In hindsight, leaving Ulysses for the penultimate read from my BBC Big Read challenge wasn’t the wisest decision. I was very aware of the book’s reputation; despite being hailed by novelist Anthony Burgess as the greatest novel of the 20th century; it has also been described by the Guardian – and indeed many of its would-be readers – as the hardest novel to finish. On Goodreads ‘Most difficult novel’ list, Ulysses took the top spot; the bookseller I bought it from at Dymocks insisted I pop back in at the end of each chapter so he could talk me through what had happened and my friend Jonny expressed his shock that I was trying to read it in a week, on account that students at Trinity spend a year studying it.
And thus it was with a serious amount of trepidation that I began Joyce’s most notorious novel a week ago, at 5am one morning, with the hope of making a serious dent in it before work. I had heard great reviews from my friends Tom and Greg – both of whom I hold in pretty high esteem when it comes to all things literary – so I had high hopes that I would see what they and many others saw – that is, Ulysses as a great work of literature. Alas, it wasn’t to be.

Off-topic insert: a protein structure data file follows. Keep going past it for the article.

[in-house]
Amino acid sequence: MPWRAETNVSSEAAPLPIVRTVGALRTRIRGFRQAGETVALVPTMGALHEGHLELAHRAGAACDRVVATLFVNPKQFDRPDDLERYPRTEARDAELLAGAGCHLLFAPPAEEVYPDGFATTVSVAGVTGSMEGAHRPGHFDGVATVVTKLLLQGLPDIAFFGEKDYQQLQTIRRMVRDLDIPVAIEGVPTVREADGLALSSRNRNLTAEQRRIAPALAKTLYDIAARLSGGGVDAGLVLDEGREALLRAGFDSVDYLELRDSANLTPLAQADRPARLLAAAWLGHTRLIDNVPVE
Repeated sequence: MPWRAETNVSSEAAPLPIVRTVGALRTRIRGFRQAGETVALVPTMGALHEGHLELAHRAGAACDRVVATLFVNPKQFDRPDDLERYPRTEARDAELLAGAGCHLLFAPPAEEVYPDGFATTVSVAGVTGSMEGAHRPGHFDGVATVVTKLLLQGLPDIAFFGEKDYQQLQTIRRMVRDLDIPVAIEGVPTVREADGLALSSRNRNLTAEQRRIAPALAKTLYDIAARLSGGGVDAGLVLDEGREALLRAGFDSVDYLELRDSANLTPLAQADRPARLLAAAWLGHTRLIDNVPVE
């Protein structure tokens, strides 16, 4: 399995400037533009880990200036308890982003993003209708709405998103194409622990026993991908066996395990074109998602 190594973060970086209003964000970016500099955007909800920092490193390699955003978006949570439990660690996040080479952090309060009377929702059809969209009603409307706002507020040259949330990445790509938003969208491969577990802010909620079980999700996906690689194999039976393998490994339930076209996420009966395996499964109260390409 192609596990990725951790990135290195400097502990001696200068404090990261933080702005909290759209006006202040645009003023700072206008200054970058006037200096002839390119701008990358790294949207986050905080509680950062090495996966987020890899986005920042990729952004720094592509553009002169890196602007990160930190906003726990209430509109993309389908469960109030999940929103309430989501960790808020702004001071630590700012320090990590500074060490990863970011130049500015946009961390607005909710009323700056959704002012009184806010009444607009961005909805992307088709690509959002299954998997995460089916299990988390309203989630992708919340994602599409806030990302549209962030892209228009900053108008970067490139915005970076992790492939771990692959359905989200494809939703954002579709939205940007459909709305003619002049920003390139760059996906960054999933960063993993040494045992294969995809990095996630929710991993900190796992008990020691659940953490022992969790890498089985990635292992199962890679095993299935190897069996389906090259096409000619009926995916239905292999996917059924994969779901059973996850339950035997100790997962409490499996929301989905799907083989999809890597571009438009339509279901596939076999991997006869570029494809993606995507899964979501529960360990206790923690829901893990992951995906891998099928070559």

While I appreciate Joyce’s use of language, Ulysses for me made little sense and finishing the 652 pages was more painful, and far more of a challenge, than finishing the London Marathon. Lexically dense throughout, there was something of a respite in the final third of the book where the words on the page became more sparse, only to find the final chapter – all 36 pages of it – contained not a single punctuation mark.
There is much to be said on the way in which I read it – had I the time to spend a year reading it at leisure – maybe my opinion would have been different. But, ultimately, reading for me is about pleasure, escapism and delight – none of which, I’m sad to say, I found within the pages of Ulysses. I finished it sitting on a bench half way between Bronte and Bondi; the relief was huge, as was the temptation to throw it into the sea. Instead, I left it, in the hope that its next reader might take from it slightly more than I did.